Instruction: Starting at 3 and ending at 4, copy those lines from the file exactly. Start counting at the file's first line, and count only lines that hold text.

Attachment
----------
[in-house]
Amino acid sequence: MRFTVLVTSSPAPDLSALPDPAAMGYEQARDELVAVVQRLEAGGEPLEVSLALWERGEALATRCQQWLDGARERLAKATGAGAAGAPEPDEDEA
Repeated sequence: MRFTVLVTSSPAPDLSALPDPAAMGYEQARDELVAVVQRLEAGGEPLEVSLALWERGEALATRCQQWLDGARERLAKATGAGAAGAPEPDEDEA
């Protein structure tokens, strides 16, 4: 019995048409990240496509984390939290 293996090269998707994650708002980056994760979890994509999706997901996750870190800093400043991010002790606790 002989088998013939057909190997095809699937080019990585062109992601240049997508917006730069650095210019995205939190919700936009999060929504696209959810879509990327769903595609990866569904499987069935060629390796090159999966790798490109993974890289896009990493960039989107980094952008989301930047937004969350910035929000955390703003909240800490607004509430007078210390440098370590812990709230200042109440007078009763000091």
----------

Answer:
Repeated sequence: MRFTVLVTSSPAPDLSALPDPAAMGYEQARDELVAVVQRLEAGGEPLEVSLALWERGEALATRCQQWLDGARERLAKATGAGAAGAPEPDEDEA
């Protein structure tokens, strides 16, 4: 019995048409990240496509984390939290 293996090269998707994650708002980056994760979890994509999706997901996750870190800093400043991010002790606790 002989088998013939057909190997095809699937080019990585062109992601240049997508917006730069650095210019995205939190919700936009999060929504696209959810879509990327769903595609990866569904499987069935060629390796090159999966790798490109993974890289896009990493960039989107980094952008989301930047937004969350910035929000955390703003909240800490607004509430007078210390440098370590812990709230200042109440007078009763000091």